Most days of the week, you probably walk through a doorway. Or a threshold, sans door. Some thresholds are more significant than others, marking a transition or triggering an associated feeling. Here are a few of mine:
The threshold to the room I write in
The front door to my home
The door to my office at work
Most days of the week, we don’t think much of the doorways in our lives. Entering and exiting different spaces is just another obligation. Autopilot engaged. In reality, the world is changing beneath your feet––or it could be.
Whether you work from home or live in a tent, thresholds have power. They signify a beginning. What if crossing a threshold was a daily ritual? What if it was sacred? What if the same old doorways became hallowed gateways to the person you want to be?
I have an experiment for you. It won’t cost a cent and takes no more than 60 seconds. I’m not sure how to quantify the return on investment. Let’s say you could transform your front door into Heaven’s gate.
Imagine taking your everyday doorways and creating rituals for crossing the threshold. Kathleen McTigue says practices become rituals with intention, attention, and repetition (Ter Kuile, 2020). Here are my attempts:
Before I cross the threshold to my writing room, I turn my cell phone off. I leave it outside, and I enter the space as a writer with a single focus.
When I leave my home through the main door, I write “love ya kid” on a scrap of paper and put it in my pocket. My old camp director would say that to me––and everyone else on staff––to cap off most conversations. I touch that note throughout the day and remember the feeling of being young and filled with confidence and purpose, being myself under the sun and trees, feeling connected to the smell of pine and all the people I love. When I get home and cross the same threshold, I put down my bag and recycle the note, intending to reciprocate that love with my family.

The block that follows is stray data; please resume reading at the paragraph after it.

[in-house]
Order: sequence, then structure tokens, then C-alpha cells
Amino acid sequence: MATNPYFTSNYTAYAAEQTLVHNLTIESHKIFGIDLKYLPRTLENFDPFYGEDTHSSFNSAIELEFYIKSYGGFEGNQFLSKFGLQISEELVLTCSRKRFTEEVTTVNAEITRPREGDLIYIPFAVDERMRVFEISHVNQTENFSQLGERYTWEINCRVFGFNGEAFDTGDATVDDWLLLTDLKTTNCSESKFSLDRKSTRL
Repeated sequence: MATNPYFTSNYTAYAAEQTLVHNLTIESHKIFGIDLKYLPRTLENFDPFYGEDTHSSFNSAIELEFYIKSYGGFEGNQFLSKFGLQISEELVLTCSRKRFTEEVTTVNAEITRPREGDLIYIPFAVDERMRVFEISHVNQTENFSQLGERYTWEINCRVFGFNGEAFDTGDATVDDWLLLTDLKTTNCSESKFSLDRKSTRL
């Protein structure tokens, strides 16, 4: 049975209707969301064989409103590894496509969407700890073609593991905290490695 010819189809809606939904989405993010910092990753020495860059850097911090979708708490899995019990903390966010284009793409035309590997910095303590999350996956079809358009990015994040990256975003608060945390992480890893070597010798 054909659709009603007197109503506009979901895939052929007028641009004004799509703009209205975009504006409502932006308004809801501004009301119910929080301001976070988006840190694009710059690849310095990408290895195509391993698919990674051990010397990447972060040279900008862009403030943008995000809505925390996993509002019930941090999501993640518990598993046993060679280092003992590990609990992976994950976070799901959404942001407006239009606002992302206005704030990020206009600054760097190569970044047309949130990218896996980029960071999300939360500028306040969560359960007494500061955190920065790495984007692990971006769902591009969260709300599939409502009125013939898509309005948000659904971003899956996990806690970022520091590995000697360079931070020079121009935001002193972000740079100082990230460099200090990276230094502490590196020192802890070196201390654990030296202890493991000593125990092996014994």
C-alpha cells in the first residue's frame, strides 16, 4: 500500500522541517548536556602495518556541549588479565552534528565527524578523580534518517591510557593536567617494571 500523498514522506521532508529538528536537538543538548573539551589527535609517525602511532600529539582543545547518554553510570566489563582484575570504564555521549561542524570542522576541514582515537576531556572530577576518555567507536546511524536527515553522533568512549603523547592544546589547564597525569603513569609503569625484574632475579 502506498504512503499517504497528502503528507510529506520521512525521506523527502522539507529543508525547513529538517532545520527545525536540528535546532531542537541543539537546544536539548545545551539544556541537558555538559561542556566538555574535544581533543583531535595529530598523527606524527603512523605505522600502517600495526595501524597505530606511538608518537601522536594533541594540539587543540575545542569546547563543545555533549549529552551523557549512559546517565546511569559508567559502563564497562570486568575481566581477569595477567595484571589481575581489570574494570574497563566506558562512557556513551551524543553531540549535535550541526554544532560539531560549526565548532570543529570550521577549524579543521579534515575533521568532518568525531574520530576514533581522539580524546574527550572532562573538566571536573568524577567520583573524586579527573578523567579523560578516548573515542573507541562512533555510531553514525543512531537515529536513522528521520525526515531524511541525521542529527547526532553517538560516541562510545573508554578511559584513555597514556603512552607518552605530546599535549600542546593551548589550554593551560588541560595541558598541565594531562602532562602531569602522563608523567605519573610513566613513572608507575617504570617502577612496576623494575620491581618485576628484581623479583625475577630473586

Arriving at my office, I touch the door handle and STOP. I smile. I focus on touch, specifically my hand on the handle and my feet on the ground. I take one deep breath. And then I say peace and plenty, my mom’s family motto, a recognition that I already have everything I need. Before I leave my office, I tidy up the space. I cross the threshold knowing that I’ve put work to rest and in good order.
It’s fun cooking up threshold rituals. It’s also game changing. People put inspiring words above the exits of locker rooms for a reason. We have the power to turn everyday habits into defining moments of connection and purpose. We can transform spaces, electrifying the air around us. Besides a few seconds, there’s nothing to lose––and whatever you want to gain.
You could start with one door and see what happens. Maybe the first threshold you cross each day, or the last. Perhaps the door that spikes your anxiety, or the one that makes you smile. It could be the one with your demons behind it, or the one with your dreams. Whatever you choose, ask yourself this question: Who do I want to be on the other side?
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